Public asked to watch for rusty crayfish in Laramie River watershed
Public asked to watch for rusty crayfish in Laramie River watershed
LARAMIE – Anglers, crayfish trappers, and other outdoor recreationists are asked to help the Wyoming Game and Fish Department protect our outstanding fisheries by reporting any rusty crayfish found in the Laramie River watershed.

Rusty crayfish (Orconectes rusticus) are native to the Ohio River Basin, but have invaded many other states and Canadian provinces. They were first discovered in Wyoming in 2006 after being illegally introduced into private ponds and then escaping into Wagonhound Creek, a tributary of the North Platte River. Despite the Game and Fish Department’s early eradication efforts, the species has recently been found in the Laramie River as a result of another illegal introduction.
Rusty crayfish are 3-5 inches long, with a grayish-green body and easily-identifiable reddish fingerprint-like spots on each side of the body just in front of the tail. “The rusty red spots look as if someone picked up the crayfish and squeezed it,” said Bobby Compton, Fisheries Supervisor for the Game and Fish Department’s Laramie Region. The claws have orange tips with a black band immediately behind the orange.   
Rusty crayfish can cause a variety of negative environmental and economic impacts when introduced. They displace native crayfish species, reduce the amount and types of aquatic plants and invertebrates, and may reduce some fish populations. They may also reduce the quality and quantity of habitat available to native species, such as the hornyhead chub, a rare species found only in the Laramie River drainage. Rusty crayfish feed on a variety of aquatic plants and benthic invertebrates, such as aquatic worms, snails, leeches, clams,  and crustaceans. They also feed heavily on mayflies, stoneflies, and other invertebrates that are important food sources to stream fishes.
“Rusty crayfish are very aggressive and very prolific. If this species expands in our waters we could potentially see a loss of our native crayfish species and severe impacts to other aquatic species,” Compton said. “No Wyoming water should have this species. Their purposeful introduction was unethical and they may destroy the top-notch waters we all love. The extent of the rusty crayfish infestation is not completely known at this time.”
Rusty crayfish prefer areas that offer rocks, logs, or other debris as cover. They inhabit both pools and fast water areas in lakes or streams that provide suitable water quality. Mature rusty crayfish mate in late summer, early fall, or early spring. The male transfers sperm to the female, which she then stores until her eggs are ready to fertilize. Because of the females’ ability to store sperm, even the release of a single female could establish a new population. Once populations are established, it is very challenging and in most cases impossible to eradicate them. “The rate of spread in the Laramie River watershed is slow, but they are spreading. We are just beginning to learn this story,” Compton said.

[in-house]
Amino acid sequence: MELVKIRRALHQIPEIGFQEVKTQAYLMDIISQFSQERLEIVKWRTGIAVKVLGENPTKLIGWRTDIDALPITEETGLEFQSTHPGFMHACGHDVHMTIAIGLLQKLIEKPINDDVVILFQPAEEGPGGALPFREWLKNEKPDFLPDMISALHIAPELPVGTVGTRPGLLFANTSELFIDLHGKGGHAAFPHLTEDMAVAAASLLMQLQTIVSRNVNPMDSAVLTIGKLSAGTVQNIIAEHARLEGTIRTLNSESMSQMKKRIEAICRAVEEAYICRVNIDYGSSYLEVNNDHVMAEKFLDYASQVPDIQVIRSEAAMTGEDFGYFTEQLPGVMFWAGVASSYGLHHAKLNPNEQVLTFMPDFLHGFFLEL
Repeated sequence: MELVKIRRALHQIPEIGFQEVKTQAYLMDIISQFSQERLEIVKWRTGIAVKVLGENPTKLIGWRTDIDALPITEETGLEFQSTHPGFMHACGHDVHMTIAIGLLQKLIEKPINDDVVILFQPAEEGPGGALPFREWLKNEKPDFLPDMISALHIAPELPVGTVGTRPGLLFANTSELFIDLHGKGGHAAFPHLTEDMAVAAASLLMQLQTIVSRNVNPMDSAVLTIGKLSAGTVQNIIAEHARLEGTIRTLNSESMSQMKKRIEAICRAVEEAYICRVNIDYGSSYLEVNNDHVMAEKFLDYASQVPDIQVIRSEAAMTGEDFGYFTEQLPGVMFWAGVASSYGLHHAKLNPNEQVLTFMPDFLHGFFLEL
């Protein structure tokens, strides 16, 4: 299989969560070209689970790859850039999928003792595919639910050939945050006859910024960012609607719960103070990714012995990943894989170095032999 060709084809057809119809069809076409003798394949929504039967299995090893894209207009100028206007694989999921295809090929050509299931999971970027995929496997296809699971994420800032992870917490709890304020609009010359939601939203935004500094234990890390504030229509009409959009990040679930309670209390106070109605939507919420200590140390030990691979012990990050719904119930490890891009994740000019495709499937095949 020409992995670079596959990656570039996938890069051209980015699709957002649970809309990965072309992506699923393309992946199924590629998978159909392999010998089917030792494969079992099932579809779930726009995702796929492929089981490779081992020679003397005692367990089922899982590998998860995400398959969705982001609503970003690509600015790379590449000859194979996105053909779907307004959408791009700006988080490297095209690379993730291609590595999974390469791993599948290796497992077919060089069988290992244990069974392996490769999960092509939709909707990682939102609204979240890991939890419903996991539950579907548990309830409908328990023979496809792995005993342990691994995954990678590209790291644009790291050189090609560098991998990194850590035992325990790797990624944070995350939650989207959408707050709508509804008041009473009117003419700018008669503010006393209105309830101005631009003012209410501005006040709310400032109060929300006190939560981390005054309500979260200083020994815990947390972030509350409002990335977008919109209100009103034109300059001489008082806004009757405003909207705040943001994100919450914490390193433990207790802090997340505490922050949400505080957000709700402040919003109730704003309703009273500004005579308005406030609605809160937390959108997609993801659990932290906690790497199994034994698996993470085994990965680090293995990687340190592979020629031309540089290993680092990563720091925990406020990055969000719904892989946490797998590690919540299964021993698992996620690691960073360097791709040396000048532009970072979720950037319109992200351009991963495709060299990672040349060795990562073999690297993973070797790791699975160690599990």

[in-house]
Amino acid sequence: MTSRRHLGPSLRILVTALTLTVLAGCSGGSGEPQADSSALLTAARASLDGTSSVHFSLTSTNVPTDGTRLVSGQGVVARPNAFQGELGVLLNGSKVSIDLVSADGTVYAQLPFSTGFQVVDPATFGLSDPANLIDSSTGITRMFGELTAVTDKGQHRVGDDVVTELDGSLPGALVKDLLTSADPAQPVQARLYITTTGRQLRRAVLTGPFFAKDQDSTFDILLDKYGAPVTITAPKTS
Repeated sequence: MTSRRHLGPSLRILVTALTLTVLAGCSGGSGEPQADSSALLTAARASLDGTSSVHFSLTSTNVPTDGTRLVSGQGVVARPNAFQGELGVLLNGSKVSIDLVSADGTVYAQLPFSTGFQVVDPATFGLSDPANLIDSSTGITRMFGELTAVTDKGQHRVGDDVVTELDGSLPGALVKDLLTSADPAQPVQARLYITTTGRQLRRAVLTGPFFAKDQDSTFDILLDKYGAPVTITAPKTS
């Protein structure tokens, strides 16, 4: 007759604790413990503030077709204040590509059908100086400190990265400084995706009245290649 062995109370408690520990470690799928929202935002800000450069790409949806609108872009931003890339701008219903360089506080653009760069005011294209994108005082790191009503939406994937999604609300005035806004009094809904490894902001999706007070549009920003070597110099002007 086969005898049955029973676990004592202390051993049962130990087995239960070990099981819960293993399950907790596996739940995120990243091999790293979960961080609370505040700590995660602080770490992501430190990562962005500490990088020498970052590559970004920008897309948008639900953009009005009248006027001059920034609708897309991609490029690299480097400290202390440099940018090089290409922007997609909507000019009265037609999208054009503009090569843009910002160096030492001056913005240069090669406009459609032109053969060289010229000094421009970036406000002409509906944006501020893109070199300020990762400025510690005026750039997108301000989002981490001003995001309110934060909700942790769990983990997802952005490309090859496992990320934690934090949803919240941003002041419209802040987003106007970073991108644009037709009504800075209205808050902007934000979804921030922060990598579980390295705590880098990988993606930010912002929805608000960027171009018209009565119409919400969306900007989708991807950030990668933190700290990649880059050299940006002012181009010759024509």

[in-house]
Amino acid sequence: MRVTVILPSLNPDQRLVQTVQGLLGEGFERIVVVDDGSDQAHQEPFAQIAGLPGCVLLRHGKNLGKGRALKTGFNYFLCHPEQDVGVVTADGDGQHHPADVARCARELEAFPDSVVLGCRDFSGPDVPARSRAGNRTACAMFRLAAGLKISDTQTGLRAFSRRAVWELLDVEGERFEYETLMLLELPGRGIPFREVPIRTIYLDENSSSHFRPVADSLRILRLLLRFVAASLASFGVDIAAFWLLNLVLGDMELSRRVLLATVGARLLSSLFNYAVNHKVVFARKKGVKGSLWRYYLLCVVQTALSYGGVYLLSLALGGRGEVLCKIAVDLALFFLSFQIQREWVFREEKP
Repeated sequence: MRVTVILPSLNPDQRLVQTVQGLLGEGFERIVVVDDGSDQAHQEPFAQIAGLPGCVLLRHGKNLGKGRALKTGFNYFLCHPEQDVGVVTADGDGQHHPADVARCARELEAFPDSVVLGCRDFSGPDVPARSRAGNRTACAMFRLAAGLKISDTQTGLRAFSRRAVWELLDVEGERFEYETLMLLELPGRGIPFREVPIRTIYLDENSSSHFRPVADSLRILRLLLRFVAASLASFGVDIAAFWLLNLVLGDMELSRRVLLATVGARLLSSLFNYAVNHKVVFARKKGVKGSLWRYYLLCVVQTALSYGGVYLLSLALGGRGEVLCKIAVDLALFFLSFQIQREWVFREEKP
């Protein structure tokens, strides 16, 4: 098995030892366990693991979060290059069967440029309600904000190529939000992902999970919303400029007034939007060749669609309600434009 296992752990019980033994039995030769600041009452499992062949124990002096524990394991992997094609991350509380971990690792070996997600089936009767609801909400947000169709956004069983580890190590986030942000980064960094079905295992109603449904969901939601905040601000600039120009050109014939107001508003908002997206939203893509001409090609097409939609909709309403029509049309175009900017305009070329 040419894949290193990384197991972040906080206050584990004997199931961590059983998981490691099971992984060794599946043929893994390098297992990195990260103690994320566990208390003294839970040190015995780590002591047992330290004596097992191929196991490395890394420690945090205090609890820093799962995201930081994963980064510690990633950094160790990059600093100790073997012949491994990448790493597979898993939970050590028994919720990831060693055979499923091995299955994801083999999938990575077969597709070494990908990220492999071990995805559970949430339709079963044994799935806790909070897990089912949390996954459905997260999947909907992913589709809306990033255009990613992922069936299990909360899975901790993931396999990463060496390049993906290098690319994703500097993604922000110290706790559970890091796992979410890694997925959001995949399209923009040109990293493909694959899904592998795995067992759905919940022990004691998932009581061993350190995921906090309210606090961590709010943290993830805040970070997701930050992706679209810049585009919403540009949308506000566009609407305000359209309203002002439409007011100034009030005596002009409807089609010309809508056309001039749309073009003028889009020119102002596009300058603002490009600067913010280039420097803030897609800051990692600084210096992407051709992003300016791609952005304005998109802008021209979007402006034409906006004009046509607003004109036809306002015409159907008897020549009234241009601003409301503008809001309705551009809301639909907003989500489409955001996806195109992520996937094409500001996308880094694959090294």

Landowners who are considering developing fishing ponds should be aware of the problems with introducing these types of invasive species and should ask consultants a lot of questions before hiring them. “Ask contractors if they have the proper permits to deal in the species they supply, ask to see the permits, and look at the fish that are being stocked,” Compton said. Landowners should be aware that Wyoming Game and Fish Commission Regulations prohibit the possession or importation of rusty crayfish. Chapter 10 states, “Crustaceans and mollusks shall not be imported into the State for release into the waters of the state or for use as live bait.” 
The key to preventing the spread of rusty crayfish is to stop moving them into new waters. Anglers and crayfish trappers can help by never moving live crayfish, and reporting any rusty crayfish they find. “Reporting invasive species is a responsibility for all ethical outdoor enthusiasts,” Compton said. He reminds sportsmen that it is illegal to move rusty crayfish, whether dead or alive.
“If you find a rusty crayfish, or catch one in a trap, take a photo of it and either return it to the water or kill it; the easiest way to kill them is to break them in half,” he said. Then contact the Laramie Game and Fish Department at (307) 745-4046 or Wyoming Game and Fish Regulations require mandatory reporting within 48 hours of discovering an invasive species. Fines up to $10,000 are possible for knowingly possessing aquatic invasive species.

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